- The Washington Times - Thursday, March 15, 2007


The House voted to limit no-bid federal contracts yesterday, charging abuses and citing huge losses in contracts for Katrina recovery and Iraq reconstruction.

The Accountability in Contracting Act was the last of five open-government bills the House passed this week under new Democratic leaders critical of what they say has been the closed and secretive nature of the Bush administration.

The bill, which now goes to the Senate, passed by a vote of 347-73.

The White House opposed the contracting bill, as it did most of the other bills, saying it would complicate the administration’s own efforts to make contracting more competitive.

Democrats cited figures showing that federal contracts have nearly doubled in the Bush years, to about $400 billion a year, and that sole-source contracts, with no competitive bidding, grew from $67 billion in 2000 to $145 billion in 2005.

“This surge in contract spending has enriched private contractors like Halliburton but it has come at a steep cost to taxpayers through rising waste, fraud and abuse and mismanagement,” said Rep. Henry A. Waxman, California Democrat and chairman of the Oversight and Government Reform Committee.

Much of the criticism of no-bid contracts has been directed at Halliburton, a giant oil services company once headed by Vice President Dick Cheney that was given noncompetitive work to restore Iraq’s oil production.

In addition, Rep. Kathy Castor, Florida Democrat, said post-Katrina contracts worth $8.75 billion have been proved wasteful and sometimes have included fraud.

The legislation would limit the awarding of no-bid contracts for emergencies to one year, and would require agencies that spend more than $1 billion a year on federal contracts to implement plans to minimize use of sole-source contracts.

It also would require agencies to reduce the number of “cost-plus” contracts that leave the government vulnerable to wasteful spending, and would require that contract overcharges in excess of $10 million be disclosed to Congress.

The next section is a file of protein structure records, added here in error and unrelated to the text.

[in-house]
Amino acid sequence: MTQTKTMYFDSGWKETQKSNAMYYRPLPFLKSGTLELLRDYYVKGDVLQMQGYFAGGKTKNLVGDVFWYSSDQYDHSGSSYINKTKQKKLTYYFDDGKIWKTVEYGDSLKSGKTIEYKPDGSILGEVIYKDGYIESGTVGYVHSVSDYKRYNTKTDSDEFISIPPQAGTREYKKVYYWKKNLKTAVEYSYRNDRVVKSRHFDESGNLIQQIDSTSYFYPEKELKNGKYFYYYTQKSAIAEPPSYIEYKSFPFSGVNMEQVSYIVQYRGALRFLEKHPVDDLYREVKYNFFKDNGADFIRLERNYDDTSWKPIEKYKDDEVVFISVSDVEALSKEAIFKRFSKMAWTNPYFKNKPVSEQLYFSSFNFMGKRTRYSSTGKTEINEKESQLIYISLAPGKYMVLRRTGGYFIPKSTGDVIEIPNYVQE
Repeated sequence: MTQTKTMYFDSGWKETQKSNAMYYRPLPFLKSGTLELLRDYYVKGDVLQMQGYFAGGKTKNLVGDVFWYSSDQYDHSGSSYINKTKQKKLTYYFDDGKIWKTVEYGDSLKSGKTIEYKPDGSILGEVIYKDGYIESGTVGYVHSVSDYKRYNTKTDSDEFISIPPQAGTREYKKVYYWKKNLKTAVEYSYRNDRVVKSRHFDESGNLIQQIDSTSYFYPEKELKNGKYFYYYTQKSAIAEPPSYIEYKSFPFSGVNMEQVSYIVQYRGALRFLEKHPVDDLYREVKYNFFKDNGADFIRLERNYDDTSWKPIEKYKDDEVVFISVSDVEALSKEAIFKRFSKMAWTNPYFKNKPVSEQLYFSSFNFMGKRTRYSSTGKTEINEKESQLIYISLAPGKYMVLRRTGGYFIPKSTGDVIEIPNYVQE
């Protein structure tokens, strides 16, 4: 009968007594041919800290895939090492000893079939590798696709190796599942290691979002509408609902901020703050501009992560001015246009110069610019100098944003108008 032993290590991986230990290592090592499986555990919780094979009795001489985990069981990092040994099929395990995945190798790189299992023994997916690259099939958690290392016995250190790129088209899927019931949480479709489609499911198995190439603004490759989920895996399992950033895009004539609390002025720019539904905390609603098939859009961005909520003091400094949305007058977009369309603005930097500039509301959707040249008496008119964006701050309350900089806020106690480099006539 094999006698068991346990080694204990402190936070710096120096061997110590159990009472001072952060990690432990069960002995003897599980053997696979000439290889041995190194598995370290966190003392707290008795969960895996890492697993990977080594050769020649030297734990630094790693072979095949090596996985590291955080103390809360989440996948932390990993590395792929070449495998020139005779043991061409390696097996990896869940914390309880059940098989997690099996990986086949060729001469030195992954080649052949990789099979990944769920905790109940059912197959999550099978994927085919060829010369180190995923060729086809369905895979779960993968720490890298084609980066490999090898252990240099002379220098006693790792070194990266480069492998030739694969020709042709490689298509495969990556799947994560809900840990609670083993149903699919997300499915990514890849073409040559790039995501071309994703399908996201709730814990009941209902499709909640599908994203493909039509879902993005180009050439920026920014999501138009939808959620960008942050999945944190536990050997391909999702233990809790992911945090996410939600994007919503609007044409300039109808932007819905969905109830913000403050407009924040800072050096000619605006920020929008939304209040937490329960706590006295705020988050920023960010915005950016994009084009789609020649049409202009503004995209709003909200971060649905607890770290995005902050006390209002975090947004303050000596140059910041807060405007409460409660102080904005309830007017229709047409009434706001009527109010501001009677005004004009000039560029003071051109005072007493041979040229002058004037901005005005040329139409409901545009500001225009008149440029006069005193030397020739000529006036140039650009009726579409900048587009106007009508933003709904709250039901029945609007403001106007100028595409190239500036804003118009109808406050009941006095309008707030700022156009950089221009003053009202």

The bill sets limits on procurement officers dealing with their former or future employers in the private sector.

The administration said that would restrain the government’s “ability to tap the technical expertise of federal employees who are former contractor employees.” Rep. Thomas M. Davis III of Virginia, the top Republican on the Oversight and Government Reform Committee, also said it was unfair to “pass onerous restrictions based on the misdeeds of a handful of employees.”

Mr. Davis succeeded in attaching to the bill a provision that would prohibit all government agencies from awarding contracts to institutions of higher learning that deny military recruitment on their campuses. Under current law, the ban applies only to contracts from the Pentagon, the Department of Homeland Security and a few other agencies.

Rep. Duncan Hunter, California Republican and former chairman of the Armed Services Committee, denied that Republicans, when they were in power, failed to exercise oversight over Bush administration practices. He also defended some no-bid contracts, saying, “When you are fighting a war you need to move quickly. … You don’t give a six-month appeal to the folks who lose competitions.”

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